Post pictures of your garden or share landscaping ideas.

How to Harvest and Germinate Clivia Seeds

A Detailed Guide on How to Harvest And Germinate Clivia Seeds

How beautiful the blooms will be, depends a lot upon how well your clivia seeds have been harvested, stored, and germinated. Learn the basics with this article.
Loveleena Rajeev
Last Updated: Dec 10, 2017
The seed is a bearer of life, for all life. Hence, its nurturing is imperative. For most plants, no matter what their size, life begins in at an embryonic stage. And a clivia plant is no different. Hence, its seed is very important to the plant's survival. Besides that, planting seeds from your own harvest is a joy every home gardener should experience.
The beautiful clivia flowers with bright sunlit colors can light up even the dullest corners. This bright orange-colored flower is a genus of monocot flowering plants from the family Amaryllidaceae, which is native to Southern Africa. Presently six species are available along with a few hybrids that offer most shades and hues from the orange palette as well as some deep red-orange to pale yellow ones. Clivia seeds are borne in seed pods and must be removed from it at the right time, so that they won't germinate, or will germinate into week seedlings.
These seeds take longer than other flowering plant's seeds to develop and seed. Once the flower has been pollinated, it falls off, exposing a swollen round berry-shaped ovary. The seeds are developed within this ovary also known as pods (one flower bears one pod). The pod changes its color from green to yellow, red, or orange, and takes approximately 9 to 10 months to mature into a plant. Each pod contains no more than 4 - 5 seeds. Hence, harvesting clivia seeds properly is crucial. Once the pod has changed its color (it usually turns soft), pick it very gently.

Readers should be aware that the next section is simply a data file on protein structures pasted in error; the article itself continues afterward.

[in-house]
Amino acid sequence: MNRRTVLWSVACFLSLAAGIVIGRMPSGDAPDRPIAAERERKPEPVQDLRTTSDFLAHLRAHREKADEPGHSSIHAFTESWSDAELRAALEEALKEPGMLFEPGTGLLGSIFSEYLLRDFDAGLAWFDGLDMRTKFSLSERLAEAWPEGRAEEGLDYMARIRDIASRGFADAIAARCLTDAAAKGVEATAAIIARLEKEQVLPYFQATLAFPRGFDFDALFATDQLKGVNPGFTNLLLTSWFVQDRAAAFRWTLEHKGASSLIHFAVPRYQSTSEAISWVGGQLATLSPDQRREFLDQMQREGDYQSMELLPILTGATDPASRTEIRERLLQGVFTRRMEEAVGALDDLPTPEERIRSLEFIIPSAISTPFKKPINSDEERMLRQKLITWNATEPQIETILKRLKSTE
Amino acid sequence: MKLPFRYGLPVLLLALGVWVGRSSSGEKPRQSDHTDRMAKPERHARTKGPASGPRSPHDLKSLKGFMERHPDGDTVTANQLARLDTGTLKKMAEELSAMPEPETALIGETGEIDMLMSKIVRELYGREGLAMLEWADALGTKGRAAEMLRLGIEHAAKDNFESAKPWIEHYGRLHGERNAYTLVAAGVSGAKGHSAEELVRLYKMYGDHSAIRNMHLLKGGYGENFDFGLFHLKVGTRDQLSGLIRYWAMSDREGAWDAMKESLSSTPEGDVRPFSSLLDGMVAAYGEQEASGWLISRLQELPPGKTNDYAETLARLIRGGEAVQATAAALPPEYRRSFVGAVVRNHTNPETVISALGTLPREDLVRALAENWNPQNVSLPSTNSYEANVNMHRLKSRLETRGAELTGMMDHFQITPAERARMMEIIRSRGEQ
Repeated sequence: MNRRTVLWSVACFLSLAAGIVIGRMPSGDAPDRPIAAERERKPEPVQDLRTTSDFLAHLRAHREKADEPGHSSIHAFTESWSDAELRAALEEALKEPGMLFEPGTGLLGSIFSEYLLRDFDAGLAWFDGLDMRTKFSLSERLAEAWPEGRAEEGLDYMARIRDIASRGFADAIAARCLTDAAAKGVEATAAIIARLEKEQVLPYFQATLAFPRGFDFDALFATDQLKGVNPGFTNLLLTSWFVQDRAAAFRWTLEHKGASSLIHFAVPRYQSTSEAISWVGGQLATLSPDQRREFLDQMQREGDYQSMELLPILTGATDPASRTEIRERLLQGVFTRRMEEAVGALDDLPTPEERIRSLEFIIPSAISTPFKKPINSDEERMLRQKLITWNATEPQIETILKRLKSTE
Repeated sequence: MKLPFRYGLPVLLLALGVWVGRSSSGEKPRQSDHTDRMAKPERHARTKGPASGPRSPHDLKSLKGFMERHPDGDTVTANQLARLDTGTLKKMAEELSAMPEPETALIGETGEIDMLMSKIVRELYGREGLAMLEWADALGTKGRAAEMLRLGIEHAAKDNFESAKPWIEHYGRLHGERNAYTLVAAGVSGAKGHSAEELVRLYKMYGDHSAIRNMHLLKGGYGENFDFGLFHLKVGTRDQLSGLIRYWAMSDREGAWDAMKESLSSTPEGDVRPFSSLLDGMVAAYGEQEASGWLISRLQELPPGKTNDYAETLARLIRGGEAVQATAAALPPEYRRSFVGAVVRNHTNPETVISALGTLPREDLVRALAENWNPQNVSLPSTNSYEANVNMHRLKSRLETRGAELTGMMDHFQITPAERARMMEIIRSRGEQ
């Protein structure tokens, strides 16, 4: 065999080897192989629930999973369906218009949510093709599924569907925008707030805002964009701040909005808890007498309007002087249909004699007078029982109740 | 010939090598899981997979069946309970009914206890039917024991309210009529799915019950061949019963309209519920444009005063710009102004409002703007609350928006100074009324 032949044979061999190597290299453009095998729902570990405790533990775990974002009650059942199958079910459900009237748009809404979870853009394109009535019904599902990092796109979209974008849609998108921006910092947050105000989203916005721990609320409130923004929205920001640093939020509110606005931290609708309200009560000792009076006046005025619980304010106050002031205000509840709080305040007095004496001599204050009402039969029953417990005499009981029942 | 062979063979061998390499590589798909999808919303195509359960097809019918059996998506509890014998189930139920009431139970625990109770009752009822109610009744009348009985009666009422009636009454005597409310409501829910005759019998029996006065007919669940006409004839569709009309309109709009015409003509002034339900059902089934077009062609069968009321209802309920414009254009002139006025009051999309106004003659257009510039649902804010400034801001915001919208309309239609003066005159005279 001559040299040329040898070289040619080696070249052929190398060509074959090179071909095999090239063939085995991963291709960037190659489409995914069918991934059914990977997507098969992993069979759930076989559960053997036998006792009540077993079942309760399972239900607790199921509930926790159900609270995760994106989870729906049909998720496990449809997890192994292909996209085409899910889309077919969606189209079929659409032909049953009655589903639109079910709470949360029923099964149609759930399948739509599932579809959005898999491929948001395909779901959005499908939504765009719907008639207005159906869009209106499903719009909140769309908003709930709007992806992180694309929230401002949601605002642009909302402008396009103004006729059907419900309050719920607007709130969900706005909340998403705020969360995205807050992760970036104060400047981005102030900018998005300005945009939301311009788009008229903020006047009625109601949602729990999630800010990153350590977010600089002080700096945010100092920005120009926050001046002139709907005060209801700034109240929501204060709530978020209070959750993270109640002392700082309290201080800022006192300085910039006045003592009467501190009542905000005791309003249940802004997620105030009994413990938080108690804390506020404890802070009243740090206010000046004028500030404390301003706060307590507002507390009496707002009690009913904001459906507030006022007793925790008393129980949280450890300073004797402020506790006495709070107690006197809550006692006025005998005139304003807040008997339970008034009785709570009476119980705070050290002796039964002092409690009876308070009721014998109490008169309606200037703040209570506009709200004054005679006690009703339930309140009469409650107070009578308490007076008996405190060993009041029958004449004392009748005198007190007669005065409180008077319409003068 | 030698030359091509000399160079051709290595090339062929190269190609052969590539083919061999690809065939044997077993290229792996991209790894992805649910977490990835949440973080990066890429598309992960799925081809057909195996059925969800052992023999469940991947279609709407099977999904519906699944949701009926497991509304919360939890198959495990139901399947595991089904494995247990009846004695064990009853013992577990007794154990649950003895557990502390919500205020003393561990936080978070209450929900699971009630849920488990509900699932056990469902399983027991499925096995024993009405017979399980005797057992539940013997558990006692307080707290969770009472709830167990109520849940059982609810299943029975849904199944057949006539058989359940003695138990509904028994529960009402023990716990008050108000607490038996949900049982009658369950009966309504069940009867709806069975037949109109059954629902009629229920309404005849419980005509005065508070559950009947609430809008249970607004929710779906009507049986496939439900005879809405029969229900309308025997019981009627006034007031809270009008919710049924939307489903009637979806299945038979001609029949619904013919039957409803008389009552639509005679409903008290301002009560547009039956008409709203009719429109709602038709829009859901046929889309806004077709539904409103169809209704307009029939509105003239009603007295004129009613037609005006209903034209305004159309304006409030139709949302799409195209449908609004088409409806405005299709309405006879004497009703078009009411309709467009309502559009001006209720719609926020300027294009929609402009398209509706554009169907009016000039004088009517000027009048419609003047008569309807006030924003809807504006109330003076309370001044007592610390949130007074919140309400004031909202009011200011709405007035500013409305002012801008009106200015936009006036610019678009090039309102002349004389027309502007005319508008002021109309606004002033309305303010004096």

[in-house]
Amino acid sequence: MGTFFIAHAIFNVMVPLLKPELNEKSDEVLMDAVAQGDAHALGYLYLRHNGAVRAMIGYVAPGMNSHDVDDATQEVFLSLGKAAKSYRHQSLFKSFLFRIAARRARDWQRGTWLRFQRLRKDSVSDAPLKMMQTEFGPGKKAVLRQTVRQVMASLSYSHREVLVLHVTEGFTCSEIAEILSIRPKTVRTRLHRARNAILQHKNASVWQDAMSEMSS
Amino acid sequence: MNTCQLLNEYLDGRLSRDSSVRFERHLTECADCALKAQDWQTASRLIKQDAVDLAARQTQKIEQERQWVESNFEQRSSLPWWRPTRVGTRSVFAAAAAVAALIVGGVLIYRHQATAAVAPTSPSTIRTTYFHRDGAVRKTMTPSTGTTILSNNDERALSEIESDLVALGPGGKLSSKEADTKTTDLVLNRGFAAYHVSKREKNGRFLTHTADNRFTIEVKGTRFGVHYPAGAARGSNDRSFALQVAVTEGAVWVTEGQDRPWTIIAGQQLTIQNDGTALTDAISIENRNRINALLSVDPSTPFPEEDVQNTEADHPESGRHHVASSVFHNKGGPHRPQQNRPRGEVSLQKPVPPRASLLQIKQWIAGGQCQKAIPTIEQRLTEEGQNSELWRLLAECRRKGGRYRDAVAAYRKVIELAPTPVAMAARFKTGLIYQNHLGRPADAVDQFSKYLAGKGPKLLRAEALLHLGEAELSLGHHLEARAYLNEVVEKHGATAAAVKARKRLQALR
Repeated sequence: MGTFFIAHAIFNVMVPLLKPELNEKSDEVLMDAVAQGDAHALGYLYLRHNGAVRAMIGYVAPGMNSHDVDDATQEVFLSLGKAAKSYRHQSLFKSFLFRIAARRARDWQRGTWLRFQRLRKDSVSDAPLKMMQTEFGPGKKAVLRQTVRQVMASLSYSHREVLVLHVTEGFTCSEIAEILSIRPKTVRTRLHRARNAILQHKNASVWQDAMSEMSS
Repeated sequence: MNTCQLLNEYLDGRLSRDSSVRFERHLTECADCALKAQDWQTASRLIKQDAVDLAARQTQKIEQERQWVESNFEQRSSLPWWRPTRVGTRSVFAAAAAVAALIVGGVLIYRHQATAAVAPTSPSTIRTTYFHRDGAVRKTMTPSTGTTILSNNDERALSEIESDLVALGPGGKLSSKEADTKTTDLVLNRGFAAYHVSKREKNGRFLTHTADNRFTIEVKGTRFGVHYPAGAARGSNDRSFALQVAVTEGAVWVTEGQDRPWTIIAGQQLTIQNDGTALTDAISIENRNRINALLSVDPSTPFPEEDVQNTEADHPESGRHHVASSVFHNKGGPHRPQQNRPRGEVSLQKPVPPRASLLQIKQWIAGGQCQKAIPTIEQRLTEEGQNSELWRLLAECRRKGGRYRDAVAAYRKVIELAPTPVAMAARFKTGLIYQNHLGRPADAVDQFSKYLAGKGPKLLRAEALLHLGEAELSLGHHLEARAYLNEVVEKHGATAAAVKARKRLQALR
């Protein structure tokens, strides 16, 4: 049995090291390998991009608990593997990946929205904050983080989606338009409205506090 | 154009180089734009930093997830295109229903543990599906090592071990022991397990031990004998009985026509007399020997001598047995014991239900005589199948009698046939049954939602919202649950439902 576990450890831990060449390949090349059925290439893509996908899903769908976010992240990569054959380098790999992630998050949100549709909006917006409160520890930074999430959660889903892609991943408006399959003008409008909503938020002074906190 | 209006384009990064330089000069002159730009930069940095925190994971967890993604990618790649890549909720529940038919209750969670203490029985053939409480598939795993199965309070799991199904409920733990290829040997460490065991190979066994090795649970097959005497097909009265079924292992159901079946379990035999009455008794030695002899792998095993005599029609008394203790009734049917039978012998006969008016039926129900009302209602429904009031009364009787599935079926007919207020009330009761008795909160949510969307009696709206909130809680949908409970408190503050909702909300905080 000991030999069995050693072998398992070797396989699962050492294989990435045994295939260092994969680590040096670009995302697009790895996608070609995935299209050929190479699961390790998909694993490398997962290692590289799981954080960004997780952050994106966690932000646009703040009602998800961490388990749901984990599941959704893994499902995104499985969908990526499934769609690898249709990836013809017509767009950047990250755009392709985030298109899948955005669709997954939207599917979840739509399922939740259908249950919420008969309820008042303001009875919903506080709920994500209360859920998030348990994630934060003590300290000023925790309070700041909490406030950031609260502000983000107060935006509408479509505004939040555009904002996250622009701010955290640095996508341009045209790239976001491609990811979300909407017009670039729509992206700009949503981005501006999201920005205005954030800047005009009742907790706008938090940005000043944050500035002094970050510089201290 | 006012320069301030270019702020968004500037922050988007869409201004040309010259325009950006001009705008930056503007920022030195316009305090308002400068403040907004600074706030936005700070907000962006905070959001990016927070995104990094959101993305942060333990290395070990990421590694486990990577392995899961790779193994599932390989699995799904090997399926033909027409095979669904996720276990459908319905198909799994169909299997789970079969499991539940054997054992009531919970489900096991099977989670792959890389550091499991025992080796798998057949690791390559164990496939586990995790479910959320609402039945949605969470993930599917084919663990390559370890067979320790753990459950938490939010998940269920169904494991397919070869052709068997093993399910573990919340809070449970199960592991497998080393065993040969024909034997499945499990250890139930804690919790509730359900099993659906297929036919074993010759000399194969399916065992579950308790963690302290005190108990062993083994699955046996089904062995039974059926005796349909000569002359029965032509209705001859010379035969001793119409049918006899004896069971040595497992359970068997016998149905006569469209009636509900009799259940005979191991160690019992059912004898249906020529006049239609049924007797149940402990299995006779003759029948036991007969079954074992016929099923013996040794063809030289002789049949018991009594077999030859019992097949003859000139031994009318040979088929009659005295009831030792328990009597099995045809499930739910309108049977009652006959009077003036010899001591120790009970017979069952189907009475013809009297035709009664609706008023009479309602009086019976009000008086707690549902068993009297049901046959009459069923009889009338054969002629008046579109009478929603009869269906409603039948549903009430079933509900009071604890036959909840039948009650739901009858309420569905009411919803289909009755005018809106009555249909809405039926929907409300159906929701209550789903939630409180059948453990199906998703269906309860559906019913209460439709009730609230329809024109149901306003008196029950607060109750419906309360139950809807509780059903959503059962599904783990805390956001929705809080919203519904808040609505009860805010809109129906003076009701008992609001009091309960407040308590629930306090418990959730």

Cut it open carefully. The seeds are all held together within a soft pulp, which is held by loose fitting membranes. Remove the pulp and separate the seeds from it. Wash the seeds under running water, preferably one that is mixed with a germicidal solution. Experts recommend storing these seeds in sealed plastic bags with a few drops of water added to retain its viability. Left at room temperature, the seeds will shrink or germinate dry, but eventually die. Never freeze them, and do not store for more than two months. It is best to sow them fresh.
For seeds to germinate successfully, they must be washed well. A few conditions that should be maintained are optimum temperature between 73° F and 77° F, high humidity, and sterile conditions that determine the seed germination success rate. Take damp compost with some perlite or vermiculite added to it. Put in a sealed plastic bag along with a few seeds, pressed slightly. The seed should be placed upwards. Place the bag near a warm dark place. 
The moisture in the plastic will facilitate seed sprouting which will occur in a couple of weeks. Move the seeds to a seed tray. One can place seeds in a pot with drainage holes and cover it with a plastic sheet. Once the seeds sprout, remove the cover and move the pot to diffused lighted area. Once the seeds have sprouted, like its first real leaf, transplant the germinated clivia seedling into its intended location.
Once the seeds have been planted, it is just a matter of time they will sprout plenty of new leaves. The clivia plant will bear flowers only after 2 - 4 years after planting.